We spoke with Larry from Sea Container Cabin who converted his used shipping containers back in 2010. To protect himself from the chemicals sprayed on the wooden floor he used a non-breathable flooring underlayment (see below).

Shipping Container Home Flooring

© Larry Wade

This underlayment was laid straight over the original wooden flooring. The tiles were then positioned on top of the underlayment.

If you want to be completely sure, you could even remove the original wooden flooring and replace it with marine plywood from your local hardware store.

Remove Harmful Paint Coating

There is a harmful paint coating used on second-hand containers. This coating is to protect the container from saltwater while they are in transit across the ocean. It’s vital for containers when they are being used to transport cargo, but obviously not great when we are using these containers to build homes.

The first thing to do is contact the manufacturer of your shipping container and find out exactly what paint has been used.

If your containers have been coated with harmful chemicals, you will need to use spray foam insulation. You would need to spray this foam insulation on the internal walls of your container. Doing so will create a complete vapor barrier. This will prevent any lingering fumes from harmful chemicals oozing inside your new shipping container home!

Are Shipping Container Homes Hurricane Proof?

We’ve received emails from several people who live in natural disaster hot spots, asking if shipping container homes can withstand hurricanes.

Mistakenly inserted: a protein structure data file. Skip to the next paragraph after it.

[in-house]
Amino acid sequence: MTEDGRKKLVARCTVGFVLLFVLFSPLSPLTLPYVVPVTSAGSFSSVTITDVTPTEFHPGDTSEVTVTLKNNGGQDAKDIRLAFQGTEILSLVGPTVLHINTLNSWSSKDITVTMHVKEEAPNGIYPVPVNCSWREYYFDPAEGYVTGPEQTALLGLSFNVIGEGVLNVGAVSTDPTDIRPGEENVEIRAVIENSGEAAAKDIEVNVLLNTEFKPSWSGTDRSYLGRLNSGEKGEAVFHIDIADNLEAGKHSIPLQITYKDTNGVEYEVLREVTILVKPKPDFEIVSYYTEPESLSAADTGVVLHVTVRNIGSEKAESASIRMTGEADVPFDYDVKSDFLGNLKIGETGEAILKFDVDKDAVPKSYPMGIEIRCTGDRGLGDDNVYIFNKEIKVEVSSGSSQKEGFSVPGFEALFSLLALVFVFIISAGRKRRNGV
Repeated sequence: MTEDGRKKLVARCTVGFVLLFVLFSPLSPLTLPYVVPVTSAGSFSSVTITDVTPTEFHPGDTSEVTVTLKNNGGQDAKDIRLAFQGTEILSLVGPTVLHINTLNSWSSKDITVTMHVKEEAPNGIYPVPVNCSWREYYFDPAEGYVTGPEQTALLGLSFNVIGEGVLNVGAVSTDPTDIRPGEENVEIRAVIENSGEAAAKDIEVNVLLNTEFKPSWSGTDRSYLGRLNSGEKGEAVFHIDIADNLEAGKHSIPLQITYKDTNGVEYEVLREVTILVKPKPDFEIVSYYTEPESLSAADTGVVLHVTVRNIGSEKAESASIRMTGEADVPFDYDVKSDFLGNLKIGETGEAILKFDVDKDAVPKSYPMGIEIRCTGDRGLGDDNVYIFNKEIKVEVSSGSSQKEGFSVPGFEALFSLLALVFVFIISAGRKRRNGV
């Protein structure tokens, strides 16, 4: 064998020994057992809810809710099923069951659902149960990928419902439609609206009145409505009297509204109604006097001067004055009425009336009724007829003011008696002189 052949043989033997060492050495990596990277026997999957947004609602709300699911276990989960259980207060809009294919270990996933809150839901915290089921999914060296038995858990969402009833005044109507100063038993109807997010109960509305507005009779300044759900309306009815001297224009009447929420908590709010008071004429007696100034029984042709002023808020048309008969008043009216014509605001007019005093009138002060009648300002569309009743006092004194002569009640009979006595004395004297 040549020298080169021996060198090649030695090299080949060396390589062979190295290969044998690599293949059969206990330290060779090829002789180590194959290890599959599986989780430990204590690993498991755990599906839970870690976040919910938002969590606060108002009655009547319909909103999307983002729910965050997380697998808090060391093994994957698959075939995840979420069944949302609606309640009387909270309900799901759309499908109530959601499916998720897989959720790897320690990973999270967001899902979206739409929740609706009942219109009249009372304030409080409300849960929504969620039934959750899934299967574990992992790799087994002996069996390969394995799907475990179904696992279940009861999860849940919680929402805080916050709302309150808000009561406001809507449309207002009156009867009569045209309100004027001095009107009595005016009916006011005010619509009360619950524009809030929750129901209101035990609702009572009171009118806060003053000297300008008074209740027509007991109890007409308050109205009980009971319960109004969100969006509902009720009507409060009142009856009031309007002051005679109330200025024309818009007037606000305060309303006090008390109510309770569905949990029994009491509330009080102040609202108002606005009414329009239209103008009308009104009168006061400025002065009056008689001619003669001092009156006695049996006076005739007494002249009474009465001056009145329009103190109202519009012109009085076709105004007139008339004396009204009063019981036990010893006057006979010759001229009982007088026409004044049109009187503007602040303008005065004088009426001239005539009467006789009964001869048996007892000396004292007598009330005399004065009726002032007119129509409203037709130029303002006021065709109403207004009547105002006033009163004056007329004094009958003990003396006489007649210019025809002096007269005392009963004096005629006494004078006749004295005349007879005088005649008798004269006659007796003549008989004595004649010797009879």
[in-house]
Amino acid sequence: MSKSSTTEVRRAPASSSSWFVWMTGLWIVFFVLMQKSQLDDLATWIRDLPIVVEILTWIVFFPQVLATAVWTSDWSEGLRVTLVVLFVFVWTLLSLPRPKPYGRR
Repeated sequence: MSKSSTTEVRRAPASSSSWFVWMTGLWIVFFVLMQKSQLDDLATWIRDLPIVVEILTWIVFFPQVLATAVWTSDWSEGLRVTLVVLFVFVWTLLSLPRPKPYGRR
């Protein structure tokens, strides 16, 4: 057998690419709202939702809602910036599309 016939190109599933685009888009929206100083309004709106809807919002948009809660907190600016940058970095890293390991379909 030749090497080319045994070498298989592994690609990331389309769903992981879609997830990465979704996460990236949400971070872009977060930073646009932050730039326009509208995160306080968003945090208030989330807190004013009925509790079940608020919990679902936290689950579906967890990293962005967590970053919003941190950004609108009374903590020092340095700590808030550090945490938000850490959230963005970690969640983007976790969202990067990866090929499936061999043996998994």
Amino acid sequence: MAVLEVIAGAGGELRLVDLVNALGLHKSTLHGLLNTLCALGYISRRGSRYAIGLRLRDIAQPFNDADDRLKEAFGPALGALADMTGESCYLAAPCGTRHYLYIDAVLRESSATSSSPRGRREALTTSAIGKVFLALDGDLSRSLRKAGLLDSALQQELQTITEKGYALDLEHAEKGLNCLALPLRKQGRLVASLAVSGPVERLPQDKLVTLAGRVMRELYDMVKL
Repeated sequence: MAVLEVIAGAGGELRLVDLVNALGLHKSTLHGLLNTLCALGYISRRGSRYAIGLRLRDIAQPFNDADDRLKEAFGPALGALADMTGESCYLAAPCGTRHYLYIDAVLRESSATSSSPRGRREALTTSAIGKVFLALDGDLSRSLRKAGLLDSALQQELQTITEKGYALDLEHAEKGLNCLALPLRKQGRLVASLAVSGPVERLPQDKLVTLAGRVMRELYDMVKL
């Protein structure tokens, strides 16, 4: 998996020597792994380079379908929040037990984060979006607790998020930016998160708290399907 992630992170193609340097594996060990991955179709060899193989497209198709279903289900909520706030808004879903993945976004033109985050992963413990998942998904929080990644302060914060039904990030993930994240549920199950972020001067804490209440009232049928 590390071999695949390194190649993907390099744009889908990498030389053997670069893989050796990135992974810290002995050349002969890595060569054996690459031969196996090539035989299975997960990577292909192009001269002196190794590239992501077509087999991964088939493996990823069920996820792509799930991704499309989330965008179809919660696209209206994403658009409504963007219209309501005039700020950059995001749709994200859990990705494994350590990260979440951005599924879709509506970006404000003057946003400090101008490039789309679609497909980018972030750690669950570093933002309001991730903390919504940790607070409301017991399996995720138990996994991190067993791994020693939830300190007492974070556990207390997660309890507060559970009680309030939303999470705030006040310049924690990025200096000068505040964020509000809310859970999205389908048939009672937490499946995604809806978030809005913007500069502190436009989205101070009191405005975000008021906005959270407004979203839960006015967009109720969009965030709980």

These questions are no doubt inspired from the photos we have seen of hurricane Katrina. In the photos, it shows wooden homes which have been completely annihilated by Katrina, however lying on top of the wood are completely intact shipping containers.

Shipping containers are designed to be stacked when fully loaded with over 26 tons of cargo in each container. It’s not surprising these containers stood up to Katrina.

We are now seeing shipping containers being used as emergency disaster housing because they are so tough. The most well known occurrence of this being in New York.

In April, 2014, New York’s Mayor Bill de Blasio announced the Post-Disaster Housing Prototype Program. Guess which prototype won the program? You guessed it. The Shipping Container Home was the winner.

New York aims to use shipping container homes as stackable apartments which can be used as post-disaster housing. The fact that these homes are stackable makes them perfect for densely populated areas such as New York.

You can read more about the post-disaster housing program at the Daily Mail.

We are not currently aware of any shipping container home which has faced a hurricane, we certainly know that shipping containers can withstand hurricanes.